What is Sustainable Fashion and Why Should You Care?

Sustainable Fashion, Let’s Talk 

What is Sustainability? Why care? 

 Merriam Webster lists the definition of sustainability as of, relating to, or being a method of harvesting or using a resource so that the resource is not depleted or permanently damaged”.  The Earth’s resources are not infinite, and its population is growing rapidly. In order make sure there is enough to go around we need to use what we already have wisely! Truthfully speaking, it is just as easy to be sustainable as it is to be wasteful.  

 Many habits that are a part of our everyday life and preferences are unkind to our planet. For example, let’s look at buying single use products. That spray bottle that you buy every 2 months doesn’t just evaporate into thin air! It goes in the landfill or the ocean along with the countless other items you and everyone else are done with. In 2018, plastics alone made up 35,680,000 tons of the waste in landfills. People are throwing things away at dangerously high rates. Think about it like this, that trash has to go somewhere on Earth. Not everything is made to be biodegradable, can be burned safely, or will biodegrade in a timely enough manner. It’s not very helpful if you have millions of people using a biodegradable item that takes 500 to 1000 years to decompose, but yet we do. They’re called plastic bags.  

 Here We Are Today, Fast Fashion  

Fast fashion summed up is the culture of mass-producing clothes to keep up with trends at a low cost to the consumer. Never mind how it’s done right? In 2013 the Rana Plazawhich was unfit for workers, claimed the lives of over 1,100 and injured 2,500 more in the name of fast fashion. Workers were trapped inside, trying to climb out from the windows to escape the collapsing eight story building. Loved ones of workers who were at the plaza that day are still looking for them. Is this really what you would call a necessary evil to maintain cheaper prices? Not only are the workers subjected to dangerous conditions, but they were making as little as 45 cents an hour. It’s beyond inconsiderate. Many argue the necessity of these jobs in developing countries, but if no one supported the businesses that used these practices they would be forced to make changes. There is nothing necessary about asking people to risk theirs life for a profession that barely pays enough to keep food on the table. 

How does Miranda Chaney Petite Wear Step In? 

  1. We use leftover fabric that comes from the making of our garments to create accessories such as mask and hair ties. That way no fabric is left behind, causing less waste to the environment.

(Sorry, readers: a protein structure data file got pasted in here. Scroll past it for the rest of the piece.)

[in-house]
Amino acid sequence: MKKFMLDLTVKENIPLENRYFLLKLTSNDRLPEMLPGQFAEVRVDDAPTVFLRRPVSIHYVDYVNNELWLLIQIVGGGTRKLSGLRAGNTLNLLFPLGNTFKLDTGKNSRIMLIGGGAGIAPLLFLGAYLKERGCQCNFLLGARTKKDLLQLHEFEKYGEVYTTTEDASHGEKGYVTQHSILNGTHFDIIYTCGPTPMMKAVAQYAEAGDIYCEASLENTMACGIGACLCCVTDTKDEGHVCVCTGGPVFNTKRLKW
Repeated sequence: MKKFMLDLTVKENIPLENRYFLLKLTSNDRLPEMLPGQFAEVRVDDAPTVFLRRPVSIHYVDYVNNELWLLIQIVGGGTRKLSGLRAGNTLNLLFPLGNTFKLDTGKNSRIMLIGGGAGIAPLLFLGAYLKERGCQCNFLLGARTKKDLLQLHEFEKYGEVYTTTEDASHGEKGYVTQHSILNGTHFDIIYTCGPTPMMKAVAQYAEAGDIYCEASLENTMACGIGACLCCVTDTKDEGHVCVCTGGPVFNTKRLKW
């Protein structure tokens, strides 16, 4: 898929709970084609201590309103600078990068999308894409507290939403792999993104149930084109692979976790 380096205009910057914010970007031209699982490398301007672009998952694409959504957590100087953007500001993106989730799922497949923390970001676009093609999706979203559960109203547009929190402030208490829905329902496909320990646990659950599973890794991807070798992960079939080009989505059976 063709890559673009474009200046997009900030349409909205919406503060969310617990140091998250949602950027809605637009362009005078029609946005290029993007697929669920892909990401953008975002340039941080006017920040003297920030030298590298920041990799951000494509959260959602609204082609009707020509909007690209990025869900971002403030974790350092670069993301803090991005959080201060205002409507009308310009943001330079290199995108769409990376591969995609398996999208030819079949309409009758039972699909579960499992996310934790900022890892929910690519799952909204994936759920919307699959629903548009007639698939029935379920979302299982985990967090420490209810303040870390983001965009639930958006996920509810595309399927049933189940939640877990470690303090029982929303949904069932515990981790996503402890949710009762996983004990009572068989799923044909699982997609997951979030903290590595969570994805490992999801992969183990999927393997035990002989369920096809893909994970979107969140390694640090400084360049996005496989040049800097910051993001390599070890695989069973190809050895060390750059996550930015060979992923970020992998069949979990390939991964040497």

2. All of our products are made locally in the United States where our workers are paid fair wages and have access to a safe working environment.  
  3. We share information online and through our social media page to spread knowledge about sustainability and how to make better choices for the environment. 
  4. We use drop-shipping methods with our t-shirts to ensure we only print and what we need. 
  5. We design products to help our customers be more sustainable in their lives, such as our Pretty Petite Eco Tote! 

To keep up and learn more about what we do, head back to our main site here and follow us on IG here and FB here 

Works Cited 

"Definition of SUSTAINABILITY." Dictionary by Merriam-Webster: America's Most-trusted Online Dictionary, www.merriam-webster.com/dictionary/sustainability. 

"Degradation Rates of Plastics in the Environment." ACS Publications: Chemistry Journals, Books, and References Published by the American Chemical Society, 3 Feb. 2020, pubs.acs.org/doi/10.1021/acssuschemeng.9b06635. 

Frayer, Lauren. "For Bangladesh's Struggling Garment Workers, Hunger Is A Bigger Worry Than Pandemic." NPR.org, 5 June 2020, www.npr.org/2020/06/05/869486297/for-bangladeshs-struggling-garment-workers-hunger-is-a-bigger-worry-than-pandemi. 

"National Overview: Facts and Figures on Materials, Wastes and Recycling." US EPA, 13 Mar. 2020, www.epa.gov/facts-and-figures-about-materials-waste-and-recycling/national-overview-facts-and-figures-materials. 

The New York Times. "Rana Plaza Collapse Documentary: The Deadly Cost of Fashion | Op-Docs | The New York Times." YouTube, www.youtube.com/watch?v=9Fkhzdc4ybw.  

Zoe Adams of Miranda Chaney Petite Wear
Miss Zoe Adams

Hailing from Inglewood, California, She’s a 20-year-old Business Finance Major at Prairie View A&M University. She enjoys traveling, fashion, writing, graphic design, and being a life-long learner. Zoe has been working with Miranda Chaney Petite Wear since September of 2020. In doing so she’s had the opportunity to truly grow. Her passion is being able to write with the intentions of educating the audience and growing as the reader grows. Thank you for reading her post. Feel free to leave a comment. 

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